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The Blackwell Companion to Natural Theology Paperback – Feb 27 2012
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"If natural theology is overdue for a comeback, this work will help it on its way, and, for skeptical readers, there is much here to go on thinking about for months to come (making it a good catalyst for intelligent debate)." ("Reference Reviews, " February 2010)
"All of these essays show sophistication and deserve wide attention. Common objections to the theistic arguments are considered and logical proofs are helpfully provided when appropriate." ("Religious Studies Review, " June 2010)
"Laudable and timely." ("Church Times", January 2010)
"The Companion contains papers on a rich diversity of topics that are representative of the new natural theology that emerged in the 1970s with books by Alvin Plantinga, William Craig and others. The rapidly evolving lines of thought are increasingly influential in the field of philosophy and the essays in this collection are "cutting edge" works, such as the very recent formulation of a new version of the ontological argument for God's existence by Robert Maydole. The high quality of the essays make this book required reading for philosophers of religion and its diverse topics will interest thinkers in many fields."
–Quentin Smith, Western Michigan University
"This collection is a major contribution to the intellectual discussion of classical theism. Its philosophically sophisticated essays provide essential background reading for all those engaged in serious debate about the rationality of belief in God today."
–John F. Haught, Georgetown University
"I used to think natural theology was a dead area and not worthy of mourning. The scholarship represented by this volume has convinced me I was wrong. The Blackwell Companion to Natural Theology aptly demonstrates why natural theology has become an exciting scholarly area again. These essays combine cutting-edge philosophy with recent scientific advancements to provide a thorough, timely resource balancing confidence and humility, rigour and readability."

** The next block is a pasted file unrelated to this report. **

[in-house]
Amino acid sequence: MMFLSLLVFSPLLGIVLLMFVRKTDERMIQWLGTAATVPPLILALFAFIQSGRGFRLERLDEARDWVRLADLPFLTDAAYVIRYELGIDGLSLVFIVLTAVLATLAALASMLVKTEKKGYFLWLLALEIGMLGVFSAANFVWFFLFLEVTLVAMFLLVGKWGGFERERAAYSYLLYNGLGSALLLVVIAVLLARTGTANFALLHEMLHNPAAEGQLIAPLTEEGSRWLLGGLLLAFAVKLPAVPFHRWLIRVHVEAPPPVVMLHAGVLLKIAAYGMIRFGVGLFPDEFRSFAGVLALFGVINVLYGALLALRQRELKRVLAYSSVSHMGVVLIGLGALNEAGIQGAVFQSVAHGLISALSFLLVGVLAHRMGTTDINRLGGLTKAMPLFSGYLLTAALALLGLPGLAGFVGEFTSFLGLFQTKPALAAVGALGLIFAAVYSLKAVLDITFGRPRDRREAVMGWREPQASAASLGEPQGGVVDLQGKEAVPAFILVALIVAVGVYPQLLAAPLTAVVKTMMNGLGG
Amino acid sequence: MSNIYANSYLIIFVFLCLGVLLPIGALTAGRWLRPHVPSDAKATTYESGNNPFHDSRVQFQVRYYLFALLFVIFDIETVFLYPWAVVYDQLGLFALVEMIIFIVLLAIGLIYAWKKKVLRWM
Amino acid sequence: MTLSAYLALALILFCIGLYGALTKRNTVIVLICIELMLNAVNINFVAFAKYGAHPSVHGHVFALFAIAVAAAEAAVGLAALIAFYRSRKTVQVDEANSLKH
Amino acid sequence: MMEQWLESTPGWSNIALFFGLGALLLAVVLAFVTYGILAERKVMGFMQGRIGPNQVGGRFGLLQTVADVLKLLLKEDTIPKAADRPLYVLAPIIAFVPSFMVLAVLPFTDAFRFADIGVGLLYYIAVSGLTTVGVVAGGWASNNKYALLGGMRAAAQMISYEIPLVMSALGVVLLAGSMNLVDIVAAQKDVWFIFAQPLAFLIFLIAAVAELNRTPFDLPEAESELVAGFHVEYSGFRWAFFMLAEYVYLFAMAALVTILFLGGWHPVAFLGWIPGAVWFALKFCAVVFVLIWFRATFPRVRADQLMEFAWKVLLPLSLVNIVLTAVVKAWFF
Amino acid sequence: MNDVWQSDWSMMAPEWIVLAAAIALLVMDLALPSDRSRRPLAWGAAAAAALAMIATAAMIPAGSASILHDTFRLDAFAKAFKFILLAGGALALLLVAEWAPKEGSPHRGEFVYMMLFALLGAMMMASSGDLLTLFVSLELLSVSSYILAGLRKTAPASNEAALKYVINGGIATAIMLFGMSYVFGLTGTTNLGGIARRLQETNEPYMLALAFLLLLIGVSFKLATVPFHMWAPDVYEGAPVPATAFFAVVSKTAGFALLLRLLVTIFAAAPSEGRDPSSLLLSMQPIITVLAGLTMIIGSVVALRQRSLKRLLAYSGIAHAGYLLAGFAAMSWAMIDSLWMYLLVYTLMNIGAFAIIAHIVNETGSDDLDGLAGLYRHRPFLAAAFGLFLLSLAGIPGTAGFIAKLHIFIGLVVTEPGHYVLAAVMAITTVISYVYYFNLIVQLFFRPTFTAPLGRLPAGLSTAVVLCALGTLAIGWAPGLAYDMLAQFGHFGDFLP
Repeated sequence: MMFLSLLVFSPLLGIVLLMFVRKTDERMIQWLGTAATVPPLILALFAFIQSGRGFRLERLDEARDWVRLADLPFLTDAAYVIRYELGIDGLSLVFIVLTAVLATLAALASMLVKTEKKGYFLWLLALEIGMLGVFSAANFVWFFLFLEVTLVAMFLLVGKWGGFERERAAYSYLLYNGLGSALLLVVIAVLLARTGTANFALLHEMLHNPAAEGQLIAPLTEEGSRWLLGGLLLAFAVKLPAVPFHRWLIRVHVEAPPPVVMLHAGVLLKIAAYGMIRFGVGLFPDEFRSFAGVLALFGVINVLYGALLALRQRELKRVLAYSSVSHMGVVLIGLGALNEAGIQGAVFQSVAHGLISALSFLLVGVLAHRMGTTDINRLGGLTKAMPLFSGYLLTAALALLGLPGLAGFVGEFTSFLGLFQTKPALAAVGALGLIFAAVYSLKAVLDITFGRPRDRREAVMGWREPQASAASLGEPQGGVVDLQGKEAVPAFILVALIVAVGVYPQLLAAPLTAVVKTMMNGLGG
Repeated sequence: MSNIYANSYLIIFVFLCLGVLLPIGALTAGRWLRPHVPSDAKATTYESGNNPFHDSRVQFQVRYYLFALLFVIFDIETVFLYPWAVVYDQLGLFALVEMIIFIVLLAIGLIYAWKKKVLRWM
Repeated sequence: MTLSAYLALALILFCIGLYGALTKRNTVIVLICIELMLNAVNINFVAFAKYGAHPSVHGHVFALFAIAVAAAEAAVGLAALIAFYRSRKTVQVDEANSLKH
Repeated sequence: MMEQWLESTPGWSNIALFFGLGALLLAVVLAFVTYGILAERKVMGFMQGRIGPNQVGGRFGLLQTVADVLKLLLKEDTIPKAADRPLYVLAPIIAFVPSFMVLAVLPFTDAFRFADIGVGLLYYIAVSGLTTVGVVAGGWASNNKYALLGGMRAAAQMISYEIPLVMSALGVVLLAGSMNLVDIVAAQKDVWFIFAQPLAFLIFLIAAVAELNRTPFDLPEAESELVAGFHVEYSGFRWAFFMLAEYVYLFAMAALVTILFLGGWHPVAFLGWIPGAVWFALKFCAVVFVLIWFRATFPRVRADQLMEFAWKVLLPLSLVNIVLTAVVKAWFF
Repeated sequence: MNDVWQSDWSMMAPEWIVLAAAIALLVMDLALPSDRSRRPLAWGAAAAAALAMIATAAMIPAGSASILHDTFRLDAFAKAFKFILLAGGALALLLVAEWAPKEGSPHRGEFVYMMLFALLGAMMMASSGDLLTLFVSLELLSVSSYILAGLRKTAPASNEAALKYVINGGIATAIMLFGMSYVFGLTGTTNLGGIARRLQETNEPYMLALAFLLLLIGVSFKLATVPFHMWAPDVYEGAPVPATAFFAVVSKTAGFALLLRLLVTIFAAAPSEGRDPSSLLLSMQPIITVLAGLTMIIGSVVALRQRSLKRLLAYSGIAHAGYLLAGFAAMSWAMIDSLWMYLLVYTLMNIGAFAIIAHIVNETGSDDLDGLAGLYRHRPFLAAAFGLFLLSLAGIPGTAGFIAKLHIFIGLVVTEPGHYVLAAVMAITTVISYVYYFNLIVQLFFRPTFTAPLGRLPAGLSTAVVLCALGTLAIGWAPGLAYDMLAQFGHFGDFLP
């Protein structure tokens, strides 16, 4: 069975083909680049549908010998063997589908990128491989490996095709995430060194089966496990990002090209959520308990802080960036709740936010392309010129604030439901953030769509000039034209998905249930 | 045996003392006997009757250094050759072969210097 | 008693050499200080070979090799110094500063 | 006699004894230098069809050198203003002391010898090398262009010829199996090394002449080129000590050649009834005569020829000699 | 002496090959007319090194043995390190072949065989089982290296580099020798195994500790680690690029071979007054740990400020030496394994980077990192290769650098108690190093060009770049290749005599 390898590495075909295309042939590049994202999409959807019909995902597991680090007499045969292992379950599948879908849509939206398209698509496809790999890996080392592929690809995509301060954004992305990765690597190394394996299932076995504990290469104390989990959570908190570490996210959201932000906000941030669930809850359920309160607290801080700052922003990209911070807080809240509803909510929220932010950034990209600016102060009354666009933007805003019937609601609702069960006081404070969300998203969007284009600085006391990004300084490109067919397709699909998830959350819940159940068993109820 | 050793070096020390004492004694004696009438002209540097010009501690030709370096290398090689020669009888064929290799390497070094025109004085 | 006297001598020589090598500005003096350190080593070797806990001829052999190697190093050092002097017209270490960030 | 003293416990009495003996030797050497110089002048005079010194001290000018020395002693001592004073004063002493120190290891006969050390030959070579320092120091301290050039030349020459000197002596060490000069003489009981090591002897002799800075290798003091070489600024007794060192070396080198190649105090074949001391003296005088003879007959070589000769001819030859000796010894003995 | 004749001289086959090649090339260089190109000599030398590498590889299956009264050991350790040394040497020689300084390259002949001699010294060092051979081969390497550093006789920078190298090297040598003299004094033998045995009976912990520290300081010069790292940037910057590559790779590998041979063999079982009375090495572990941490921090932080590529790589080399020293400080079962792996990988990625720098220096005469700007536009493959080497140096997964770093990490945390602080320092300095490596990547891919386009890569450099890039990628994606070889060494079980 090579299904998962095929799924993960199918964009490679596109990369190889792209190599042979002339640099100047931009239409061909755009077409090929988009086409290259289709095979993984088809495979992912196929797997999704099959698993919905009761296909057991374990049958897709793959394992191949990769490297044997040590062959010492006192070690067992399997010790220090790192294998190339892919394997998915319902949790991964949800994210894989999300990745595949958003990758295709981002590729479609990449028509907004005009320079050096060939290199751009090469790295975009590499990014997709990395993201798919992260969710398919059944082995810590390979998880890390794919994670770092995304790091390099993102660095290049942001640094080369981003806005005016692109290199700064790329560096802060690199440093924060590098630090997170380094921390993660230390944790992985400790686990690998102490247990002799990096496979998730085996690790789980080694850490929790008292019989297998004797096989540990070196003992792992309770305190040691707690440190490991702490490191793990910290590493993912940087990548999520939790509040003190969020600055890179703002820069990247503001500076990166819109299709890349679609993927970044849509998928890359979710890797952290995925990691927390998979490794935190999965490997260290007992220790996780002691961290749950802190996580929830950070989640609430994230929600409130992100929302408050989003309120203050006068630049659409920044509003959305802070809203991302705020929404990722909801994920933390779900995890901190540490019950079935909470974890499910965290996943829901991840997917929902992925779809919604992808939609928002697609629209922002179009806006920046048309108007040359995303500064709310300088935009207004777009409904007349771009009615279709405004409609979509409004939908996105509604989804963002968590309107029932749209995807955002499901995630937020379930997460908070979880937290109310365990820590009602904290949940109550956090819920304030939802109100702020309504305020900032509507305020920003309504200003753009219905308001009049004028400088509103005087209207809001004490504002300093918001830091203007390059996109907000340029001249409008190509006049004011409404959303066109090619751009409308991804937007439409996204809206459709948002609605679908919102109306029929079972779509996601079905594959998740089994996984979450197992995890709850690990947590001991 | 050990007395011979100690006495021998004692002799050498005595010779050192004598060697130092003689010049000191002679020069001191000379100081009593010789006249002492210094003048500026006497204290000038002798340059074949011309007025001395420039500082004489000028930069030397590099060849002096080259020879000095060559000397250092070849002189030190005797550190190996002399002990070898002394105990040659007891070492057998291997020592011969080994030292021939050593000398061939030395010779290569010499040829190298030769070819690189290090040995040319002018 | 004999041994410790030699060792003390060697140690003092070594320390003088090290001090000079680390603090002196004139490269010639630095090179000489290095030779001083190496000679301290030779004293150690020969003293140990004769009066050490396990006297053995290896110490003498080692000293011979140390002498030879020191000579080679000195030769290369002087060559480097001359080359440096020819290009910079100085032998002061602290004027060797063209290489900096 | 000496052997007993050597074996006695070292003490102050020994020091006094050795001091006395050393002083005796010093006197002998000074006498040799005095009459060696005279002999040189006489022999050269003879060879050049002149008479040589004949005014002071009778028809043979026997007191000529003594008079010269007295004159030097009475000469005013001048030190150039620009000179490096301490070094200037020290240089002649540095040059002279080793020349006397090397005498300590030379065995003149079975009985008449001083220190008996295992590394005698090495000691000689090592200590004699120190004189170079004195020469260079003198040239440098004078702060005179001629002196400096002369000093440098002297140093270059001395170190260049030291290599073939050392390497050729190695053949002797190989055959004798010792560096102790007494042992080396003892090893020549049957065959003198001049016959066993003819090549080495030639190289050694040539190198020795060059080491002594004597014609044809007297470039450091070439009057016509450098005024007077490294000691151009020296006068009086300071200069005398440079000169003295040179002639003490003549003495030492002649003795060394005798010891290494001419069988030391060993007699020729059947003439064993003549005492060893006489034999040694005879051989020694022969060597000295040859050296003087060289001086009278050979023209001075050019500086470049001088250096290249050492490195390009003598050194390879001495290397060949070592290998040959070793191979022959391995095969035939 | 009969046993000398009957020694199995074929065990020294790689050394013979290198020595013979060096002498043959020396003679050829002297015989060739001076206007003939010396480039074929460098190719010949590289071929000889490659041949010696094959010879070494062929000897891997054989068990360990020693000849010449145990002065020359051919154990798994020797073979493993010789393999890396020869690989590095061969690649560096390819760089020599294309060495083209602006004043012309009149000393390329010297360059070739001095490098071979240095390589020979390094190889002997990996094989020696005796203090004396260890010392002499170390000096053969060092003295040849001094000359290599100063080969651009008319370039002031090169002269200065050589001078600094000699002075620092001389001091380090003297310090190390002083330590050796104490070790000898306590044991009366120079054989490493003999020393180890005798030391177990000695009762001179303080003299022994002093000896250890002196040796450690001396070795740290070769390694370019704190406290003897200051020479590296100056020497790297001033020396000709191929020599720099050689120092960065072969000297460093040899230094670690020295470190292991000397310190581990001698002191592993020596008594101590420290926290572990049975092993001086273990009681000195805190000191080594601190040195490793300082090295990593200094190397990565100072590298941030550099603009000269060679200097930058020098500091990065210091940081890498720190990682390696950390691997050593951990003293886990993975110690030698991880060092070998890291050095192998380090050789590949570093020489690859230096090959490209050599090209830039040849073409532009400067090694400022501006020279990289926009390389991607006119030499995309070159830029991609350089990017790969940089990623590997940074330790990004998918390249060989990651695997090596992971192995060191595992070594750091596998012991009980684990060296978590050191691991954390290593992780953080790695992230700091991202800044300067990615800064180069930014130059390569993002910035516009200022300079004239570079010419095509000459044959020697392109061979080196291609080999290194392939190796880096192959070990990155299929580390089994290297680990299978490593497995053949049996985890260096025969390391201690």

–Justin L. Barrett, University of Oxford
Most Helpful Customer Reviews on Amazon.com (beta)
And when a reviewer writes that they will be "dismantling" the arguments shown here, simply disregard this. The philosophers and theologians who write essays in this book are top notch; atheist philosophers have a hard enough time trying to rebut them, and a 3rd year civil engineer student is attempting to? He is simply preaching to the choir (ironically, an atheist choir). I have witnessed quite a few layman try to disprove the Kalam, or the Modal, etc., only to use faulty logic or completely misunderstand the arguments. Christopher Hitchens admitted to being beat by William Lane Craig in a debate, and renowned atheist philosopher Walter Sinnot-Armstrong admitted to the coherency of theism during another Craig debate, and yet the average layman believes he has a chance??? Go look on Reasonablefaith.org to read all the poor attempts at outsmarting Craig.
My main point is this: Do not obsess. I went through a time when I was rampantly reading apologetics, and then I would turn around to read atheistic literature. I did this because I was constantly in a state of, "But what if Craig/Plantinga/Moreland/etc. is wrong?? Look at all the atheists today! Surely they can't ALL be wrong!" This line of thinking is natural, though can be very detrimental. Even the great Socrates recognizes the problem here: "I am the wisest man alive, for I know one thing. And that is that I know nothing." We cannot know the answer to every question or every objection. Do not constantly worry about atheists attempting to disprove God, for this leads no where. Eventually you will have to make a choice, and stick with it without having to worry about possible objections.
Oh, and order this for your library! That's an easy way to get it (and without cost!).
Note: This book is definitely advanced. If you would describe yourself as "the layman," this book is not for you. I immerse myself in apologetics, but there is quite a bit that I don't understand. You need a thorough education in certain aspects in order to understand EVERY argument from top to bottom. Nonetheless, it is a joy to read.
Be warned, this book assumes you have an understanding of the vocabulary and methodology of analytic philosophy. The ontological argument assumes that you, the reader, understand propositional calculus. This book is not for the layman.